A game of Name the Next Education Secretary

With the contest to be prime minister in full swing, Ed Dorrell speculates on who might take the hot seat at the DfE

Ed Dorrell

Who will be moving into 10 Downing Street? A who will the new prime minister choose to run the education system?

There has been so much wildly ill-informed journalistic speculation around the race to be PM, that to add to it might be considered pointless. Irresponsible, even.

But I am on an East Midlands train on the way back to London from the fabulous Hallam Festival of Education and the wi-fi is so shonky that it’s preventing any proper work, so here goes: let’s play a game of Name The Next Education Secretary.

Before we start, two warnings: first, what follows, although based on lots of informed conversations, is hugely speculative and should be treated as nothing more than that. Second, it is predicated on Boris Johnson becoming PM and getting to pick a cabinet (and for the next week or two, we’re always just one “hilarious” gaffe away from that not happening).

Also, I am assuming that Michael Gove would not want a return to the Department for Education, and that Johnson would not offer it to him.

The next education secretary: 'runners and riders'

So who’s in the running for the big office in Sanctuary Buildings if Bojo is handed the keys to No 10 next month?

First up, Damian Hinds, the continuity candidate. He’s hardly set the world on fire in his year or two steering the nation’s schools, but he is still considered a safe pair of hands and might represent stability in these febrile times. In his minus column, Johnson clearly plans to hand the DfE a wedge of cash and so may consider the job a reward for a loyal lieutenant or a big political beast he needs to keep sweet, in which case Hinds makes way.

Next, Liz Truss. Formerly a schools minister, Truss, now chief secretary to the Treasury and a high-profile Boris supporter, is being talked up as a potential chancellor. Should that not happen (Sajid Javed is now believed to be after No 11 as compensation if he drops out), then surely Truss is a frontrunner for next ed sec. Truss likes tests. A lot.

One name that has come up more than once in such discussions is former FE minister Robert Halfon, the current chair of the Commons Education Select Committee. Halfon is a Brexiteer, but out of the "Red Tory", working-class Conservative tradition. His appointment might come as part of an attempt to build a cabinet in the style of a broad church. He’s very, very big on skills.

One current runner and rider in the leadership race, who might expect a big role in a Johnson administration, is health secretary Matt Hancock. There would have to be a reason for him to be asked to leave the Department for Health, but if the former FE minister is moved then education seems logical enough. If that were to happen, you’d have to brace yourself for a renewed focus on edtech. Apps all round.

In the same kind of category we find Rory Stewart. Such an appointment would be dependent on Stewart not doing exceptionally well as the battle to be leader develops, but well enough for him to demand a bigger gig than the Department for International Development. It is also predicated on his willingness to serve under Boris (unclear: the aforementioned wi-fi isn’t allowing me to check) and him not replacing Jeremy Hunt as foreign secretary, which would seem his natural berth.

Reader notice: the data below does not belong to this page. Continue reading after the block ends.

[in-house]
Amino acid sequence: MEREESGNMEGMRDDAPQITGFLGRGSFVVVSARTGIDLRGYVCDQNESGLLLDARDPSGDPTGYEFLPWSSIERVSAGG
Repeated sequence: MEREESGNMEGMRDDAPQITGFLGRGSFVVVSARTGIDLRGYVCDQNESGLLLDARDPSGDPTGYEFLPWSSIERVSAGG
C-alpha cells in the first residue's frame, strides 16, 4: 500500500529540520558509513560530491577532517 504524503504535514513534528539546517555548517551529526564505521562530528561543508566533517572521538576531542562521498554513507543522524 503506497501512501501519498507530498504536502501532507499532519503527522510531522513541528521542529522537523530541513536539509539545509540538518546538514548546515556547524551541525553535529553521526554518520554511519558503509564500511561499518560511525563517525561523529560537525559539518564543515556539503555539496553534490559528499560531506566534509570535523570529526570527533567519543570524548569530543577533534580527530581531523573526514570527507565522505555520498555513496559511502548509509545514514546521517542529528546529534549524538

And then there is a name likely to scare the horses. I have to admit that this is my own, wild speculation: Gavin Williamson. The apparently disgraced former defence secretary has clearly hitched his rehabilitation on the Johnson bandwagon, taking up an unofficial, but senior, role in the campaign. If this is to be rewarded with a return to cabinet, which is a reasonable assumption, then where? He’s certainly not currently in receipt of the levels of personal capital or respect required to be given one of the Great Offices of State (chancellor, home or foreign secretary), so why not education secretary? After all, the DfE is hardly awash with state secrets for him to give away…

Obviously, there is every chance that none of this will happen: there’s a lot of political water to yet rush under the bridge. We are also yet to be certain what priority schools are likely to have under the new administration.

In addition, there have been an unprecedented number of candidates running for the leadership and Johnson may well want to give most of them big gigs to keep them inside his cabinet urinating out (to paraphrase Lyndon B Johnson). So, what price Andrea Leadsom or Esther McVey?

And if Johnson were to throw it all away in some gaffe-inspired death spiral, what about the blond bombshell himself? After all, he couldn’t be chancellor or home secretary (those require a degree of interest in details and mundanity that have hitherto escaped him) and those with long memories will remember that he was once a shadow HE minister…

You have been warned.

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Ed Dorrell

Ed Dorrell

Ed Dorrell is deputy editor and head of content at the TES, former features and comment editor and former news editor. 

Find me on Twitter @Ed_Dorrell

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